Physician Assisted Suicide Throughout History
The Hippocratic Oath is one of the oldest binding documents in history dating back to the 5th Century B.C. Its principles are held sacred by doctors to this day and still today, most graduating medical-school students swear to some form of the oath. Hippocrates was known as the father of medicine and the famous oath bears his name. One of the best know lines in the oath states: “I will prescribe regimens for the good of my patients according to my ability and my judgment and never do harm to anyone. To please no one will I prescribe a deadly drug nor give advice which may cause his death.”
From ancient times, doctors’ duty is to protect and preserve the lives of the patients whom they care for. Patients place their trust in doctors to recommend what is best for them. From the time the original Hippocratic Oath was introduced, there has been a clear separation of medical care from the intentional killing of human beings.
The U.S. Supreme Court, in the Cruzan case, outlined the history of suicide and assisted suicide:
“At common law in England, a suicide—defined as one who ‘deliberately puts an end to his own existence, or commits any unlawful malicious act, the consequence of which is his own death,’ 4 W. Blackstone, Commentaries *189—was criminally liable. Ibid. Although the States abolished the penalties imposed by the common law (i.e., forfeiture and ignominious burial), they did so to spare the innocent family and not to legitimize the act. Case law at the time of the adoption of the Fourteenth Amendment generally held that assisting suicide was a criminal offense. See Marzen, O’Dowd, Crone, & Balch, Suicide: A Constitutional Right?, 24 Duquesne L. Rev. 1, 76 (1985) (‘In short, twenty-one of the thirty-seven states, and eighteen of the thirty ratifying states prohibited assisting suicide. Only eight of the states, and seven of the ratifying states, definitely did not’); see also 1 F. Wharton, Criminal Law @ 122 (6th rev. ed. 1868). The System of Penal Law presented to the House of Representatives by Representative Livingston in 1828 would have criminalized assisted suicide. E. Livingston, A System of Penal Law, Penal Code 122 (1828). The Field Penal Code, adopted by the Dakota Territory in 1877, proscribed attempted suicide and assisted suicide. Marzen, O’Dowd, Crone, & Balch, supra, at 76–77. And most States that did not explicitly prohibit assisted suicide in 1868 recognized, when the issue arose in the 50 years following the Fourteenth Amendment’s ratification, that assisted and (in some cases) attempted suicide were unlawful. Id., at 77–100; id., at 148–242 (surveying development of States’ laws). Thus, ‘there is no significant support for the claim that a right to suicide is so rooted in our tradition that it may be deemed ‘fundamental’ or ‘implicit in the concept of ordered liberty.’’ Id., at 100 (quoting Palko v. Connecticut, 302 U.S. 319, 325 (1937)). [Cruzan, 497 U.S. at 294.]”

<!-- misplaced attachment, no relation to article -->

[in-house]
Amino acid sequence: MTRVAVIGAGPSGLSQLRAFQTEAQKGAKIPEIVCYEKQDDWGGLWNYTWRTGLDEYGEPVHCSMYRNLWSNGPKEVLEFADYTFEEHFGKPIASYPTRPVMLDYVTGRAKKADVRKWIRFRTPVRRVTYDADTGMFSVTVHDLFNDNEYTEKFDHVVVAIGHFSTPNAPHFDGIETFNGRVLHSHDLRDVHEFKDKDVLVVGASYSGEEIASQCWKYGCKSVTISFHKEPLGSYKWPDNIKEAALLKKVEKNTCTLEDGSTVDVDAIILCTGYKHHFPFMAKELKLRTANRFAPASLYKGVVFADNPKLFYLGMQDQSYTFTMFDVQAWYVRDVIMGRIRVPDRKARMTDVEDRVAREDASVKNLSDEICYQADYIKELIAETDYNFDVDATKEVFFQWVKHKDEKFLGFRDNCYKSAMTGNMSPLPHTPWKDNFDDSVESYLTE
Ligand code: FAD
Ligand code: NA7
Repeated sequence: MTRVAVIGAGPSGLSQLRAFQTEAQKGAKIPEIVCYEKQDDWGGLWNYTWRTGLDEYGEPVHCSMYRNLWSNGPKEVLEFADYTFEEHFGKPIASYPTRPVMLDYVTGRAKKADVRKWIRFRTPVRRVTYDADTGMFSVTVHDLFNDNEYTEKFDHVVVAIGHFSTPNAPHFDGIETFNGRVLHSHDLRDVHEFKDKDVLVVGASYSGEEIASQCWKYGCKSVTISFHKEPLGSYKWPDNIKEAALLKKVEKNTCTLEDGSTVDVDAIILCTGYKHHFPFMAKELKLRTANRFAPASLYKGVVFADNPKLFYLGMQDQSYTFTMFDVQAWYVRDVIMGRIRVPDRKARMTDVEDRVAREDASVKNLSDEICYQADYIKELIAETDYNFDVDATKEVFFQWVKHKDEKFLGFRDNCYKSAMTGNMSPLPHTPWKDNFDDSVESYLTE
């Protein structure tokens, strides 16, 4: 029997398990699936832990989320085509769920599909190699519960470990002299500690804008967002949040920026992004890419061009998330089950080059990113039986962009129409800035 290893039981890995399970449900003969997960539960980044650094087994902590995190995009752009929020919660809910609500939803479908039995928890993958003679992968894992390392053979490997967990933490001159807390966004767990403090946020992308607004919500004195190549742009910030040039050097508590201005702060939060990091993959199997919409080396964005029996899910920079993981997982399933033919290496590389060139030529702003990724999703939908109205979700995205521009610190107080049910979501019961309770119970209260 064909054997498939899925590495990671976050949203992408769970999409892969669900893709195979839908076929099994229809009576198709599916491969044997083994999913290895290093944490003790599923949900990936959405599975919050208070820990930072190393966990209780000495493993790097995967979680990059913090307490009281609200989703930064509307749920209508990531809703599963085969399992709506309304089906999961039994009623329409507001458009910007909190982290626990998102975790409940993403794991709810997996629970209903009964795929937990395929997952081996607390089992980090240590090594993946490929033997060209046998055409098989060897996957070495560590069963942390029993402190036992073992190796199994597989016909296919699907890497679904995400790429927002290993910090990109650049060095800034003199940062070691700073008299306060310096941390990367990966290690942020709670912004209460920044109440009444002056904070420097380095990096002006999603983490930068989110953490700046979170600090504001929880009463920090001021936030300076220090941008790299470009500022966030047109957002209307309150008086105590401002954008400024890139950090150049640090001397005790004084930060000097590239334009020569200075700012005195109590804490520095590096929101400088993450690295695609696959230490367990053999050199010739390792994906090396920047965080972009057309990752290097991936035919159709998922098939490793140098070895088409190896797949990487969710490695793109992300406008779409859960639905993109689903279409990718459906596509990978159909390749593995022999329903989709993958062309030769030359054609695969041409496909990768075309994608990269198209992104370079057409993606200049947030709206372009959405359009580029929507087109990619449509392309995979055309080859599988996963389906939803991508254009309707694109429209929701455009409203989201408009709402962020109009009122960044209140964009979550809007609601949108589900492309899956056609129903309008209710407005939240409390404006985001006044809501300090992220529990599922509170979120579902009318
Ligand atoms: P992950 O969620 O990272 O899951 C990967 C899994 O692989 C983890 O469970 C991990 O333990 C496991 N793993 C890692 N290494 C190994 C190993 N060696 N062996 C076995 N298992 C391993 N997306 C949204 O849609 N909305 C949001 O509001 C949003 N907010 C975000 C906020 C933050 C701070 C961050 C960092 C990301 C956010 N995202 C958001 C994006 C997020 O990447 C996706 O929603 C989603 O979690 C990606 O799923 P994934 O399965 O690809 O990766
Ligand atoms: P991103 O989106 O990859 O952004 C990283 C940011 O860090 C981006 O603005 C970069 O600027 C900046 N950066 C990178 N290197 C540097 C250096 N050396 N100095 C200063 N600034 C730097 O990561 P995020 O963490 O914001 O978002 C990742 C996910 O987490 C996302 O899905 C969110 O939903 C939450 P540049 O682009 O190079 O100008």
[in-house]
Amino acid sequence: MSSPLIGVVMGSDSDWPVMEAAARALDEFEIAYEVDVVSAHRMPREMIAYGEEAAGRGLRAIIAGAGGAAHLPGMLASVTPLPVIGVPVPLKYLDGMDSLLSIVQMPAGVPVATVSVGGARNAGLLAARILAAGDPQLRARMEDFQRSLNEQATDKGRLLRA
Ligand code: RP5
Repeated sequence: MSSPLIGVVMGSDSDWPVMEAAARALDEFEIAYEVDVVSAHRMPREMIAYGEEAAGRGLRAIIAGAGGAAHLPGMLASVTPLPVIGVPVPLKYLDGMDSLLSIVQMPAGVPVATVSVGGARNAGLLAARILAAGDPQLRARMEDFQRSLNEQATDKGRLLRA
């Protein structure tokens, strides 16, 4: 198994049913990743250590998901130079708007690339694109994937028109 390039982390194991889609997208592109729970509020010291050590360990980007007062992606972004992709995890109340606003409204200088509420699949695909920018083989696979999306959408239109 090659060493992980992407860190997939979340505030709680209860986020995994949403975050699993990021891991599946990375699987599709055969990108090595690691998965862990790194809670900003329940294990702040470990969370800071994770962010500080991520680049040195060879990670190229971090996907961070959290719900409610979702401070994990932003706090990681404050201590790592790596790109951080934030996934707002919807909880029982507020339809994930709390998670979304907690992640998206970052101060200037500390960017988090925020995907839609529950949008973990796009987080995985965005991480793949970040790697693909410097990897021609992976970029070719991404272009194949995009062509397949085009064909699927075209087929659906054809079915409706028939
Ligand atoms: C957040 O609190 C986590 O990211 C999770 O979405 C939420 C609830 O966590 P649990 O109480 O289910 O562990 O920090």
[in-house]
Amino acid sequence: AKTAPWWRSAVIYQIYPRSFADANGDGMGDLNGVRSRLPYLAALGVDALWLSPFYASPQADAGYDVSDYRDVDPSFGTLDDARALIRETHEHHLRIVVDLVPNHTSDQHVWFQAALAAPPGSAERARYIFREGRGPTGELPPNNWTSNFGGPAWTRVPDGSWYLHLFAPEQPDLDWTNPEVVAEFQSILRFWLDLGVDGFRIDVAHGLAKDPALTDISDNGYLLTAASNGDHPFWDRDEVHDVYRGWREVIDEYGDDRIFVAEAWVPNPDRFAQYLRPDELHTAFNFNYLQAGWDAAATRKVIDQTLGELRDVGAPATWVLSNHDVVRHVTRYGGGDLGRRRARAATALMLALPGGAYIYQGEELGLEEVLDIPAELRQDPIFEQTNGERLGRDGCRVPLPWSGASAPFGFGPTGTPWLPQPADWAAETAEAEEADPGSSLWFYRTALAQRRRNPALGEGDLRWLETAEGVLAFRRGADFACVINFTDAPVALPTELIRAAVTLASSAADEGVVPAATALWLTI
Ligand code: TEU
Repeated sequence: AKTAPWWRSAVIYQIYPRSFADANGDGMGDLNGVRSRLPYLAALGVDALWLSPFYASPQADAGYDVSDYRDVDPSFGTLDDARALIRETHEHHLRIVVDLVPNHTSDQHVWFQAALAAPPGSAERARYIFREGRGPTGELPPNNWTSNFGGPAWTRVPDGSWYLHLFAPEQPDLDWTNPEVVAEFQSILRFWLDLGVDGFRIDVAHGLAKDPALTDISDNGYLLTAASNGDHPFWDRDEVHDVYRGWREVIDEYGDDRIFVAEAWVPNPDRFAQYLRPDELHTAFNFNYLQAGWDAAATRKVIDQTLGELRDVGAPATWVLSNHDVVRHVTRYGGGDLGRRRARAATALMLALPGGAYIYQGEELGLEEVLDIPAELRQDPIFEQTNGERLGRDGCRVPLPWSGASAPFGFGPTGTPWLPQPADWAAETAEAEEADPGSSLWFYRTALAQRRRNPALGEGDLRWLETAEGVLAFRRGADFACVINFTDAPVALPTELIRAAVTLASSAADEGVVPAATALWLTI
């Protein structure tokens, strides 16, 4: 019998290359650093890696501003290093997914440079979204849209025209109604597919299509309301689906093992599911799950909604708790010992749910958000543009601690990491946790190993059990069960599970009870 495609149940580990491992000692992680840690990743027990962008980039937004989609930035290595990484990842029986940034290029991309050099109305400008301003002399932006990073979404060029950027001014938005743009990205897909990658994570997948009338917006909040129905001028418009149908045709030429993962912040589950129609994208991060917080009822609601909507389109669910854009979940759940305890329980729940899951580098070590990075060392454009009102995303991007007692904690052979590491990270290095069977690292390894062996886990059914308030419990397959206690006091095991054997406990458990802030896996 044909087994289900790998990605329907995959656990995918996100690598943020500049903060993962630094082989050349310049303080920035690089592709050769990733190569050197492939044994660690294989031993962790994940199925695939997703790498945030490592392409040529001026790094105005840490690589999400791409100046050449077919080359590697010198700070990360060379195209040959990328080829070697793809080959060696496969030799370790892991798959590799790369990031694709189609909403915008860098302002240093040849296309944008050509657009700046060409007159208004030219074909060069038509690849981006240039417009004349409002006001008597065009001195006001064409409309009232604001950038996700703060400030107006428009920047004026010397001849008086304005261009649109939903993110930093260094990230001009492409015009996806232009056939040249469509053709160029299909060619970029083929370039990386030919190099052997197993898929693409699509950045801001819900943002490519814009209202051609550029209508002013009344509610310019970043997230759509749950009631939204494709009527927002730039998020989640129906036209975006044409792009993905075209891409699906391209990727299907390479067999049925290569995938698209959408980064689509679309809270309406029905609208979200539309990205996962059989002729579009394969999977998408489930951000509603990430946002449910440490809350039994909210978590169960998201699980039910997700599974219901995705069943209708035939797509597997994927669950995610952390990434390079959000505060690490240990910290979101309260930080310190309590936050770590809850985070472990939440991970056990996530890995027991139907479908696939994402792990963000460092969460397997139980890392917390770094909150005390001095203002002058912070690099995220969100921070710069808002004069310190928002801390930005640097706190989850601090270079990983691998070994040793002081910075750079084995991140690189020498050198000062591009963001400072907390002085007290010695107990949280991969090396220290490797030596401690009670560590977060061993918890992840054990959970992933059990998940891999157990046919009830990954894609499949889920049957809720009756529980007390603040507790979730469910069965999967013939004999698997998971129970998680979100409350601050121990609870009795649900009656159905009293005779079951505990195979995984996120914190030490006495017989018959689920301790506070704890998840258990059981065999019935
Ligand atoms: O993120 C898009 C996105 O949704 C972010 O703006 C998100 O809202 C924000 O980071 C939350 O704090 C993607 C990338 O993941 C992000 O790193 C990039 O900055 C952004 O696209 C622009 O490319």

In 1980, the first right-to-die and assisted suicide advocacy organization named the Hemlock Society was founded. The group took its name from the method by which Socrates took his life in 399 B.C., as described in Plato’s Phaedo.
The Hemlock Society’s primary mission was to make physician-assisted suicide legal. The group morphed into Compassion and Choices, and its founders went on the start Final Exit Network. These two organizations are the two biggest advocacy groups pushing for the legalization of suicide by physicians in states.
History of suicide related court cases
In a pair of unprecedented opinions in 1996, Quill v. Vacco and Compassion in Dying v. State of Washington, the Second Circuit and the Ninth Circuit held that New York and Washington are powerless to prevent mentally competent, terminally ill patients from intentionally ending their lives with the assistance of physicians who are willing to prescribe lethal drugs for them.